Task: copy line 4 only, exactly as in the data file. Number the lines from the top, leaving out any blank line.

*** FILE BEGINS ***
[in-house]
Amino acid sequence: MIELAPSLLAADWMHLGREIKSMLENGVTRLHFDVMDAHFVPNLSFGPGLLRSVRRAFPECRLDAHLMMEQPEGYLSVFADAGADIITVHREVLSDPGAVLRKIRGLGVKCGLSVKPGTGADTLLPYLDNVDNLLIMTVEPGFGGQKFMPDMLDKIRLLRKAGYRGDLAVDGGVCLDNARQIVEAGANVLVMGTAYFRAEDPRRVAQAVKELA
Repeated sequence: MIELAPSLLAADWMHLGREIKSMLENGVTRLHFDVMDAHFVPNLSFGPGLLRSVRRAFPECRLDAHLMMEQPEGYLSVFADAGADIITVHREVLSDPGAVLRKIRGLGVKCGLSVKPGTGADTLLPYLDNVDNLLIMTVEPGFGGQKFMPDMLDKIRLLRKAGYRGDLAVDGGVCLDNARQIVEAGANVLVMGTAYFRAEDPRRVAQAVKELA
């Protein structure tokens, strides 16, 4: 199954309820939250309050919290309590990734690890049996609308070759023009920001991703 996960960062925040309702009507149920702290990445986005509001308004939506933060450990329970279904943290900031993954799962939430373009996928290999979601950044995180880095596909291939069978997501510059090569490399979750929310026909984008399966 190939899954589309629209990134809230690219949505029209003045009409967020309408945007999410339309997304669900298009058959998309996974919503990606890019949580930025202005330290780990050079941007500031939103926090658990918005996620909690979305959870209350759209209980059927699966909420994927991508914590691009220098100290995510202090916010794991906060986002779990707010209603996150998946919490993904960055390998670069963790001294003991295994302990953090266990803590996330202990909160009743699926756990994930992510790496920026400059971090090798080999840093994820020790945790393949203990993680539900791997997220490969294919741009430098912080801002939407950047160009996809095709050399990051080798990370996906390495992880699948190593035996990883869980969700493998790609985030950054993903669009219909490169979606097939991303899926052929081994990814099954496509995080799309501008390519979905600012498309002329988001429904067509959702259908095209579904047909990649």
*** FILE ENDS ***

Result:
């Protein structure tokens, strides 16, 4: 199954309820939250309050919290309590990734690890049996609308070759023009920001991703 996960960062925040309702009507149920702290990445986005509001308004939506933060450990329970279904943290900031993954799962939430373009996928290999979601950044995180880095596909291939069978997501510059090569490399979750929310026909984008399966 190939899954589309629209990134809230690219949505029209003045009409967020309408945007999410339309997304669900298009058959998309996974919503990606890019949580930025202005330290780990050079941007500031939103926090658990918005996620909690979305959870209350759209209980059927699966909420994927991508914590691009220098100290995510202090916010794991906060986002779990707010209603996150998946919490993904960055390998670069963790001294003991295994302990953090266990803590996330202990909160009743699926756990994930992510790496920026400059971090090798080999840093994820020790945790393949203990993680539900791997997220490969294919741009430098912080801002939407950047160009996809095709050399990051080798990370996906390495992880699948190593035996990883869980969700493998790609985030950054993903669009219909490169979606097939991303899926052929081994990814099954496509995080799309501008390519979905600012498309002329988001429904067509959702259908095209579904047909990649």